Lawsuit claims Holtec made “false” statements on proposed New Mexico nuclear storage site
Internal estimates project the facility would lose $750 million in the first five years, former CFO said.
A rendering of the proposed nuclear waste storage site by Holtec International. (Courtesy of the Nuclear Regulatory Commission)
The Florida company aiming to put an interim storage site for high-level nuclear waste in New Mexico is facing allegations of retaliating against a former executive, according to a New Jersey lawsuit.
Kevin O’Rourke claims in a civil lawsuit filed in June that he was fired as a vice president and chief financial officer for Holtec International for speaking up against “false and misleading” statements top officials at the company prepared for investors in August 2022.
Those documents included projections about the proposed Consolidated Interim Storage Facility slated for Southern New Mexico that the lawsuit called “materially false and/or completely unattainable and unrealistic.”
O’Rourke filed his suit in June with the Superior Court of New Jersey in Camden County.
Holtec International chief executive officer Krishna Singh wanted to represent that the facility would “break even” in the first five years after opening, and asked O’Rourke to reflect that in the documents to investors, the lawsuit states.
However, internal projections estimated the facility would instead lose $150 million each year over that period – totaling $750 million in losses – according to the lawsuit.
Other allegations included that Holtec International did not disclose a violation of a debt covenant, claimed it self-financed a $300 million manufacturing facility which it raised by “selling state tax credits,” and “grossly overstated” the annual money spent on research and development.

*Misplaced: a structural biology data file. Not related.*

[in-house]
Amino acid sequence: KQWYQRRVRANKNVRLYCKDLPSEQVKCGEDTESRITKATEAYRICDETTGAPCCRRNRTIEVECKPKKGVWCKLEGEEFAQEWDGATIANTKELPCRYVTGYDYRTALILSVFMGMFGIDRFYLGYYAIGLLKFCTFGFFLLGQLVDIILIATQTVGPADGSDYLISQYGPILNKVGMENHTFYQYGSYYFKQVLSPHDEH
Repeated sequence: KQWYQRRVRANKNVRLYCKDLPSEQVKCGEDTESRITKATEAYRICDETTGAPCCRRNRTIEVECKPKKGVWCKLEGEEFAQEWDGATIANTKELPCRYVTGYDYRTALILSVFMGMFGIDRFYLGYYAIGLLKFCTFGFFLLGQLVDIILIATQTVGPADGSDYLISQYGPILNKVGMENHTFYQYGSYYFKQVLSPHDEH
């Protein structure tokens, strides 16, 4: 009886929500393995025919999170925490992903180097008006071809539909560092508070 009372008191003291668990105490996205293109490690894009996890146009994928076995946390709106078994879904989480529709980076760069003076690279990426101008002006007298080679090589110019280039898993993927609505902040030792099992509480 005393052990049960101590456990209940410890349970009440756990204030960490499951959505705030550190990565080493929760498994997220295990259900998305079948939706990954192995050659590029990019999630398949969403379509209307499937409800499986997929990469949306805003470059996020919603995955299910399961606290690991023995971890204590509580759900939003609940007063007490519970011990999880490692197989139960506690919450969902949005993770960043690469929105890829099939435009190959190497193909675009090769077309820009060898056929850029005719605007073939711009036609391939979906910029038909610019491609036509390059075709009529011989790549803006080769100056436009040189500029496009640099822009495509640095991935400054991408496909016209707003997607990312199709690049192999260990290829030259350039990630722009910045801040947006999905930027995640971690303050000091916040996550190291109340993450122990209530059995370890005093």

A Politico article, detailed the fight over $300 million in tax breaks in New Jersey to expand the Camden-based manufacturing plant.
According to the lawsuit, the false claims were made in a prospectus (a document to attract investors) to be sent to the Hyundai Engineering and Construction company, headquartered in Seoul, South Korea.
Holtec International denied the allegations in the lawsuit from its former VP and chief financial officer in an emailed statement.
“We have thoroughly investigated these allegations and they are entirely without merit. We look forward to our day in court,” wrote Patrick O’Brien, a Holtec spokesperson.
Emails to Hyundai went unanswered Wednesday. We will update the story if we get a response.
Holtec attorneys were granted an extension to file their response to the lawsuit in August, according to New Jersey court records.
This past legislative session, Senate Bill 53 banned the storage of high level nuclear wastes and stops state agencies from issuing permits to operate. That law could be put to the test since the federal government greenlit Holtec International’s license to operate in May.
John Heaton, chair for the local group Eddy-Lea Energy Alliance which bought the land for the proposed site, defended Holtec in an email to Source NM.
“I would simply like to say that Holtec has been totally honest with the Eddy-Lea Alliance, and never once have they deviated from what they have promised,” Heaton said, adding that the promised investment is $2 billion to $3 billion and hundreds of jobs.
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